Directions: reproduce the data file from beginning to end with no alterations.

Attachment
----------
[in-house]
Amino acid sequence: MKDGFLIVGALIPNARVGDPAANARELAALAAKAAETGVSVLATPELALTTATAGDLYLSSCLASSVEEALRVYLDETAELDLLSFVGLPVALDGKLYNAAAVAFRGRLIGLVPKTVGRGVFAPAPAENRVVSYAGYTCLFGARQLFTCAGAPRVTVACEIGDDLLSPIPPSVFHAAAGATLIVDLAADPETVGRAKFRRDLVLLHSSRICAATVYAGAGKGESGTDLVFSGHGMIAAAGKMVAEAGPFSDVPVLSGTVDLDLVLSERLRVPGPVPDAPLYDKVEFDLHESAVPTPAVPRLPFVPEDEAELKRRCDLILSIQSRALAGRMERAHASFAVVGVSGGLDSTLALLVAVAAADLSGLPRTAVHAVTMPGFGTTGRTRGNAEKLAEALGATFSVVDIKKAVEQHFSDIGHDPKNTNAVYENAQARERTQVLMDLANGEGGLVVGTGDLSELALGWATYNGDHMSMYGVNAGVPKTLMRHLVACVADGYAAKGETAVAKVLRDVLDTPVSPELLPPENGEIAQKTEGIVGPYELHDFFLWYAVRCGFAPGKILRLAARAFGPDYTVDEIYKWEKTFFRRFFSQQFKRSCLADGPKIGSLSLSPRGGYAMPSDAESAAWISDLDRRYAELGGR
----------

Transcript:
[in-house]
Amino acid sequence: MKDGFLIVGALIPNARVGDPAANARELAALAAKAAETGVSVLATPELALTTATAGDLYLSSCLASSVEEALRVYLDETAELDLLSFVGLPVALDGKLYNAAAVAFRGRLIGLVPKTVGRGVFAPAPAENRVVSYAGYTCLFGARQLFTCAGAPRVTVACEIGDDLLSPIPPSVFHAAAGATLIVDLAADPETVGRAKFRRDLVLLHSSRICAATVYAGAGKGESGTDLVFSGHGMIAAAGKMVAEAGPFSDVPVLSGTVDLDLVLSERLRVPGPVPDAPLYDKVEFDLHESAVPTPAVPRLPFVPEDEAELKRRCDLILSIQSRALAGRMERAHASFAVVGVSGGLDSTLALLVAVAAADLSGLPRTAVHAVTMPGFGTTGRTRGNAEKLAEALGATFSVVDIKKAVEQHFSDIGHDPKNTNAVYENAQARERTQVLMDLANGEGGLVVGTGDLSELALGWATYNGDHMSMYGVNAGVPKTLMRHLVACVADGYAAKGETAVAKVLRDVLDTPVSPELLPPENGEIAQKTEGIVGPYELHDFFLWYAVRCGFAPGKILRLAARAFGPDYTVDEIYKWEKTFFRRFFSQQFKRSCLADGPKIGSLSLSPRGGYAMPSDAESAAWISDLDRRYAELGGR